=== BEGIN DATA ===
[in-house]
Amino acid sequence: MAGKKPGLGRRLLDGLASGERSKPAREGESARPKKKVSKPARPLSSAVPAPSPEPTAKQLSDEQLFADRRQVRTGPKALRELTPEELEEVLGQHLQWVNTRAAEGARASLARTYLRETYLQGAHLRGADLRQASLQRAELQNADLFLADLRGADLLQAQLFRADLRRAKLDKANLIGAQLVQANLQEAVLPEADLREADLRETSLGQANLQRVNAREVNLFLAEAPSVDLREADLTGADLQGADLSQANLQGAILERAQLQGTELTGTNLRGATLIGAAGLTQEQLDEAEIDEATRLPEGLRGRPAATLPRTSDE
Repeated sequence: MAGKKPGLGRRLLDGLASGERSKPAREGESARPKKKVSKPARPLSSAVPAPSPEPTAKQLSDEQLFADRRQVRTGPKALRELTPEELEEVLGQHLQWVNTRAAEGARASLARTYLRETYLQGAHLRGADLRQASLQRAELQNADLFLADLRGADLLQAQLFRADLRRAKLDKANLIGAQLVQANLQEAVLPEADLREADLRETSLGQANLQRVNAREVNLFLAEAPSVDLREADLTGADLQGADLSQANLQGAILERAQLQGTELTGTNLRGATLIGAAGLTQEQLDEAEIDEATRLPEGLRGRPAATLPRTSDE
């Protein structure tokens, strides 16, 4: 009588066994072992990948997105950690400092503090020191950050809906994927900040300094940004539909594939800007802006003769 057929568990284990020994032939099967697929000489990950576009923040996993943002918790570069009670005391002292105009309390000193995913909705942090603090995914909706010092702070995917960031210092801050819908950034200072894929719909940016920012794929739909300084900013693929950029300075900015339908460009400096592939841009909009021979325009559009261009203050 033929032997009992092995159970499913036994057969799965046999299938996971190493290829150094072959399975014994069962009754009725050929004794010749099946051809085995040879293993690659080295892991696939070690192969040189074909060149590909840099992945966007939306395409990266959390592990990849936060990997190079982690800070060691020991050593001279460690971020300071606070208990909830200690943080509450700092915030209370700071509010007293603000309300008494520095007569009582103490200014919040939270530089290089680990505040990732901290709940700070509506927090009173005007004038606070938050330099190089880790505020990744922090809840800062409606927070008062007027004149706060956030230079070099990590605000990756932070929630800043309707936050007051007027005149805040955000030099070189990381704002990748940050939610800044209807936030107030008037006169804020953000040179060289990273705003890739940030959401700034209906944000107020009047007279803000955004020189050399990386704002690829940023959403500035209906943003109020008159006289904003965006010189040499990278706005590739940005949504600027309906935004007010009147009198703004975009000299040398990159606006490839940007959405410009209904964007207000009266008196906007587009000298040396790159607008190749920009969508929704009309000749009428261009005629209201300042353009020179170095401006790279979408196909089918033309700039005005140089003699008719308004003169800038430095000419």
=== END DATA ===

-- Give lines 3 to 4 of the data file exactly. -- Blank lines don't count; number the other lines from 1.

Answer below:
Repeated sequence: MAGKKPGLGRRLLDGLASGERSKPAREGESARPKKKVSKPARPLSSAVPAPSPEPTAKQLSDEQLFADRRQVRTGPKALRELTPEELEEVLGQHLQWVNTRAAEGARASLARTYLRETYLQGAHLRGADLRQASLQRAELQNADLFLADLRGADLLQAQLFRADLRRAKLDKANLIGAQLVQANLQEAVLPEADLREADLRETSLGQANLQRVNAREVNLFLAEAPSVDLREADLTGADLQGADLSQANLQGAILERAQLQGTELTGTNLRGATLIGAAGLTQEQLDEAEIDEATRLPEGLRGRPAATLPRTSDE
């Protein structure tokens, strides 16, 4: 009588066994072992990948997105950690400092503090020191950050809906994927900040300094940004539909594939800007802006003769 057929568990284990020994032939099967697929000489990950576009923040996993943002918790570069009670005391002292105009309390000193995913909705942090603090995914909706010092702070995917960031210092801050819908950034200072894929719909940016920012794929739909300084900013693929950029300075900015339908460009400096592939841009909009021979325009559009261009203050 033929032997009992092995159970499913036994057969799965046999299938996971190493290829150094072959399975014994069962009754009725050929004794010749099946051809085995040879293993690659080295892991696939070690192969040189074909060149590909840099992945966007939306395409990266959390592990990849936060990997190079982690800070060691020991050593001279460690971020300071606070208990909830200690943080509450700092915030209370700071509010007293603000309300008494520095007569009582103490200014919040939270530089290089680990505040990732901290709940700070509506927090009173005007004038606070938050330099190089880790505020990744922090809840800062409606927070008062007027004149706060956030230079070099990590605000990756932070929630800043309707936050007051007027005149805040955000030099070189990381704002990748940050939610800044209807936030107030008037006169804020953000040179060289990273705003890739940030959401700034209906944000107020009047007279803000955004020189050399990386704002690829940023959403500035209906943003109020008159006289904003965006010189040499990278706005590739940005949504600027309906935004007010009147009198703004975009000299040398990159606006490839940007959405410009209904964007207000009266008196906007587009000298040396790159607008190749920009969508929704009309000749009428261009005629209201300042353009020179170095401006790279979408196909089918033309700039005005140089003699008719308004003169800038430095000419």